I can’t seem to go anywhere these days without someone asking me about fasting. I’ve talked about fasted cardio in the past, but not about the different fasting protocols and their effectiveness (or lack thereof) for weight management. I wanted to do a two-part series talking about what happens to the body when you fast (this letter) and then move into specific fasting protocols (next week).
What happens in the body as you fast?
In the first few hours after eating a meal, your body is still trying to break down, ingest, and store the nutrients of the last eaten meal. Specifically:
- Ingested food is broken down into component parts – glucose, amino acids, and fatty acids.
- Nutrients enter the blood.
- Nutrients are shuttled to where they need to go.
- Tissues pull nutrients as needed for use.
- The remaining nutrients are stored in the form of glycogen, fat, or muscle.
After 3 to 4 hours, your blood levels will have returned to normal levels.
After about 4 hours, your body is no longer anabolic (in a growth phase) and instead enters a catabolic state (favoring breakdown). The body must begin to rely on stored nutrients to continue to operate.
Glucose is the body’s preferred fuel source. As such, your body will start breaking down stored glycogen to keep your blood sugar levels steady.
Your stored glycogen levels start to get low. Depending on how much glycogen you started with, your levels will start to get low at different rates. In general, blood sugar levels can be expected to be ~20% lower after 12 to 24 hours of fasting.
As your glycogen stores start to deplete, your body slowly starts to look for other fuel sources to make up the difference. The ‘backup’ fuel of choice is fat, in the form of ketone bodies.
Note: Your body will also try to turn to your stored protein (from muscle). That sucks. However, we can protect ourselves by engaging in resistance training and eating enough protein. Those two things tell your body that you think your muscle is important, and that it shouldn’t be broken down for fuel.
After 24 hours, your glycogen stores are significantly depleted. Your body is beginning to turn more and more to stored fat for energy. Fatty acids are pulled form your adipose tissue and transported to the liver for conversion into ketone bodies. By 72 hours, your body will be relying on ketones as a primary fuel source.
Note: While the rest of the body will rely on ketones, the brain still needs glucose to function. Your body begins the process of converting non-carbohydrate materials into glucose. Specifically, your body can convert parts of amino acids and fatty acids into glucose. This process will create approximately 80g of glucose per day, to be used by the brain.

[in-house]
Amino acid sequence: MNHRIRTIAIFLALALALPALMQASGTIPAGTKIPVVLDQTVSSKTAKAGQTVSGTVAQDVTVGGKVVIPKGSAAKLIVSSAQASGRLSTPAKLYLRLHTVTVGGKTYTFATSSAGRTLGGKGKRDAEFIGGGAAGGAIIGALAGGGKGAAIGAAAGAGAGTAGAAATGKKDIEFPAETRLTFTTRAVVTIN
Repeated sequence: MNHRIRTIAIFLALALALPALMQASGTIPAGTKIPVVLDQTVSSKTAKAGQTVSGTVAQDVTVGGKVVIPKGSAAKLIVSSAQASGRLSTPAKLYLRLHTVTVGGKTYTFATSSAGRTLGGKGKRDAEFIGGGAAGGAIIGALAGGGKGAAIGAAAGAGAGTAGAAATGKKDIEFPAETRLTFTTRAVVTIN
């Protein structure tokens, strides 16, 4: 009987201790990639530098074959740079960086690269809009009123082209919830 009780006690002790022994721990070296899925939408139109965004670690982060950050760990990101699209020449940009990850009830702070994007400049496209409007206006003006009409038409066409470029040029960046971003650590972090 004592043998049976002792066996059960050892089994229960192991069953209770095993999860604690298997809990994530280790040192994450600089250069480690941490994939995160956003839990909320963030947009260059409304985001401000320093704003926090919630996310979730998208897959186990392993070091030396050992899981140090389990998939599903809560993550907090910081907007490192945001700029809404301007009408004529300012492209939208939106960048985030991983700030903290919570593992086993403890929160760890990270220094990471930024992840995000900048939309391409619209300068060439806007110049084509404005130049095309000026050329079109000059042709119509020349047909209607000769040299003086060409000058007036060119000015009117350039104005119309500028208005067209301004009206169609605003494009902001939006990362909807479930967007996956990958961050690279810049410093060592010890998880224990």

We also see an interesting change in hormone production over this timeframe. Ghrelin, the hormone responsible for making you hungry, starts to decrease by day 3. This is in agreement with the observation that most people are very hungry on days 1 and 2 of a fast, but by day 3 the hunger begins to subside.
After day 3, we enter the prolonged fasting period. Blood glucose levels stay low, hunger is suppressed, and the body continues to increasingly rely on ketones. Ketone levels continued to rise until a sufficient amount is available to fuel the body.
After day 5, you will enter a steady state of ketosis. Your body will also decrease its level of various anabolic (growth) hormones.
It should be noted that some ketones may continue to raise as time goes on. One study showed that ketone levels do not plateau until day 20-25.
Please note: Extended fasts should not be done without first consulting a medical professional!!
I’d like to point out that your body doesn’t really think it’s ‘fasted’ when you don’t eat for a few hours. The human body is incredibly resilient. If it changed how it operated after a single missed meal, the human race would have perished a long time ago. It is only in modern times that we can consistently eat multiple meals in a day for the entirety of our lives. Ancient humans didn’t know when their next meal would be. Their body’s, and yours, were built to handle these situations.
Any magical claims made to various intermittent fasting protocols are mostly BS (and we’ll talk more in detail about this next week). As you can see from the above information, the changes inside the body are relatively modest. It’s not until after a few DAYS of fasting where your body starts to shift its metabolism around.
Thanks for reading this week. Please shoot me a message with any feedback or article suggestions that you may have. I’d love to hear from you. Seriously. My email is firstname.lastname@example.org and I read 100% of what you send me (sometimes despite my better judgement).
Enjoy the rest of your day!